Specifically, Ana felt like a merge between Alina from Shadow and Bone and Aurelia from Bloodleaf. Ramson felt like a merge between Kaz Brekker from Six of Crows and Nikolai from the Grishaverse as a whole. Ramson’s side of things had a very Ketterdam vibe to it, while Ana’s had a Ravkan, Grisha aesthetic. Even the Affinities and their classifications bore a great deal of similarities to the Grisha. Cliche, however, doesn’t always mean bad, if the cliches are still entertaining. I didn’t mind any of these similarities. I still enjoyed the story.
“Your heart is your compass, and even the strongest wind can’t change its direction.”
I did, though, flip-flop quite a bit, I have to admit. I was generally quite engaged (it even took me out of a 3 month slump!!) but a single issue pervaded almost every aspect and really made me want to unofficially rate this 3 stars instead of 4.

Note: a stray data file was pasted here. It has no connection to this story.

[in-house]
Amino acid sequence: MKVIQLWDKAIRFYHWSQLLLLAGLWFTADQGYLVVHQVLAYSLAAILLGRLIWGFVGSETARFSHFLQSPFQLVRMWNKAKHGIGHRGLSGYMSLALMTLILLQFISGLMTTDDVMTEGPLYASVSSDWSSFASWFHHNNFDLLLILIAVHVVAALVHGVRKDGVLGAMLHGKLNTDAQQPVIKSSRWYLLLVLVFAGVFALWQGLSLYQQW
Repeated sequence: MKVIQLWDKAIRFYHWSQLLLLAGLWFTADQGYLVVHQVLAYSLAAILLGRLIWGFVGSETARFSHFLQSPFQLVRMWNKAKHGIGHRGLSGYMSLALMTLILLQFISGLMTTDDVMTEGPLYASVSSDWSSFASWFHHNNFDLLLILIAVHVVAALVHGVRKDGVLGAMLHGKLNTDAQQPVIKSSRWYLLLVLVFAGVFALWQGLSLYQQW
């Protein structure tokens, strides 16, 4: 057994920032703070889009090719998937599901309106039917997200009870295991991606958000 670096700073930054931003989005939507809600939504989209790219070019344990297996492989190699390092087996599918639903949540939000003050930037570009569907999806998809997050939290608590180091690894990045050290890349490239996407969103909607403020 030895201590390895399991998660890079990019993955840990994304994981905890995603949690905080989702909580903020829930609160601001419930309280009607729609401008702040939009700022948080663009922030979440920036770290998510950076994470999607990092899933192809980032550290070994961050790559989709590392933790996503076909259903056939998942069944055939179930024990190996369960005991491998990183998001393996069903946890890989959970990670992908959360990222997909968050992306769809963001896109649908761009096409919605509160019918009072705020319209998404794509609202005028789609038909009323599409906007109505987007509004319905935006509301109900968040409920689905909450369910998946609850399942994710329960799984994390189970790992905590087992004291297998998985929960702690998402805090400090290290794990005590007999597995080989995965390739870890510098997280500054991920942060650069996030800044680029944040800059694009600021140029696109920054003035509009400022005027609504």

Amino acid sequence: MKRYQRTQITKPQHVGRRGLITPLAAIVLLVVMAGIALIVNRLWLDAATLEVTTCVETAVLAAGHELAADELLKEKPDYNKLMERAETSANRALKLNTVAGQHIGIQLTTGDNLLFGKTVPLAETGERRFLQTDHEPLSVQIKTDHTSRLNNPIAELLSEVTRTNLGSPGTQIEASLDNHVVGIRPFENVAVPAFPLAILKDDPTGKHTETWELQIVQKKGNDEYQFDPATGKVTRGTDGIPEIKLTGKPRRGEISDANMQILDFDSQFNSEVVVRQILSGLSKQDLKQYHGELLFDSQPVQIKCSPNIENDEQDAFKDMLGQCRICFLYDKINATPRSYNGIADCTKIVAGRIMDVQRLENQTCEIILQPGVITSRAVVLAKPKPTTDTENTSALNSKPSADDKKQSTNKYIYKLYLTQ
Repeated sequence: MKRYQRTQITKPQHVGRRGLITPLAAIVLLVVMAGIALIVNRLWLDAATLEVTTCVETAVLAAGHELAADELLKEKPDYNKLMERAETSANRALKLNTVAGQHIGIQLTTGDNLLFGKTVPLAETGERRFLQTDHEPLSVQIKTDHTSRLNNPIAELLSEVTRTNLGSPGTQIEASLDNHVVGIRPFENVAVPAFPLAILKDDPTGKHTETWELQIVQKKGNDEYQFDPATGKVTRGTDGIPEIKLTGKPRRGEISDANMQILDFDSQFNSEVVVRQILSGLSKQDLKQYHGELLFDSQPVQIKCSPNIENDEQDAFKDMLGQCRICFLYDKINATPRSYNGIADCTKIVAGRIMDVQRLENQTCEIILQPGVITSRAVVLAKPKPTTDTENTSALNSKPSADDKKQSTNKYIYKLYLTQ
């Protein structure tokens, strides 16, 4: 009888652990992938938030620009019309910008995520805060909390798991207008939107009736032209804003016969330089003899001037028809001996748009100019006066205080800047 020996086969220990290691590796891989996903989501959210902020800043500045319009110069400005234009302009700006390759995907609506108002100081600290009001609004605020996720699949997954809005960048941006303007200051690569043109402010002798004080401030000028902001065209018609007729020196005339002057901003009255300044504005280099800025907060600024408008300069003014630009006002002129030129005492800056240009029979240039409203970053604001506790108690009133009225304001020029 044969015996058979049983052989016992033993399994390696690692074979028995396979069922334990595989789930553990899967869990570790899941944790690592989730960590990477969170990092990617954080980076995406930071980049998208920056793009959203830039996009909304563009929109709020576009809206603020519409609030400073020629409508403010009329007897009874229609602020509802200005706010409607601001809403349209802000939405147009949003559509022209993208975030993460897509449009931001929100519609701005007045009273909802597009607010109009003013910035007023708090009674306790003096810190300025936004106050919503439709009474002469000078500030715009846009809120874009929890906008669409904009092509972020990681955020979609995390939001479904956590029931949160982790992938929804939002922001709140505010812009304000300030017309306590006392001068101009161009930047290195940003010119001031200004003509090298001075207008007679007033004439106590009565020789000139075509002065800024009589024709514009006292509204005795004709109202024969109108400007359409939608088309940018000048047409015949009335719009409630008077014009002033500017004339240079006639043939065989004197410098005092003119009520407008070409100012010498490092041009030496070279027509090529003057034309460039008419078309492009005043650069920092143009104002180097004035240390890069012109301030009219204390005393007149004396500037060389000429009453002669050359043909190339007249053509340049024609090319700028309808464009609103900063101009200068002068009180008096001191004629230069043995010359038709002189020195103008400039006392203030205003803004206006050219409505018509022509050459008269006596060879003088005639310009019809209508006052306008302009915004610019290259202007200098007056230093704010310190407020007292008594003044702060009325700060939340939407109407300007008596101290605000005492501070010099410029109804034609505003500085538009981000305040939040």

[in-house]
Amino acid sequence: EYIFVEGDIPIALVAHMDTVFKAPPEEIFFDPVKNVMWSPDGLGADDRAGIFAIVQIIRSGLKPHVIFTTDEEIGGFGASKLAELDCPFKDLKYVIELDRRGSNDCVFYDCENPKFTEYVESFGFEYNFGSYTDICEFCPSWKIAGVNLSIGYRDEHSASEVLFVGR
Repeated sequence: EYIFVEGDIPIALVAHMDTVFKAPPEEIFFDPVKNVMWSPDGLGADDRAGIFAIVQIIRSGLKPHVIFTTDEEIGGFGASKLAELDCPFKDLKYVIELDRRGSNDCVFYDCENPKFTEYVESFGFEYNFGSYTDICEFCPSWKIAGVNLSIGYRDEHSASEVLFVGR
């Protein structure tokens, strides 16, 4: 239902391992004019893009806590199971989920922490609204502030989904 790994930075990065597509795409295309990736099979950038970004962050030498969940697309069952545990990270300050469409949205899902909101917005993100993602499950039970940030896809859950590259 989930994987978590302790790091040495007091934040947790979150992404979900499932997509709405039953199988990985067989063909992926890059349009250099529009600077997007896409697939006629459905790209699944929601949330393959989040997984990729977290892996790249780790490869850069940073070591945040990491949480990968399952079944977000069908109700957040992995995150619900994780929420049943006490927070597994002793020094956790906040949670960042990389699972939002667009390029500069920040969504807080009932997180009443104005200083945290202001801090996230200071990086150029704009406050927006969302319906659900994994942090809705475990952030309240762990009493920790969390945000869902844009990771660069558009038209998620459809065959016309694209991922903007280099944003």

It felt undeveloped. Not all the time—and there was definitely a lot of well established foreshadowing and character building—but some sequences that could have expanded on the characters and their dynamics, or breathed more life into the world or setting, or even just explained some of the plot, were just…sloppy or barely there or not there at all.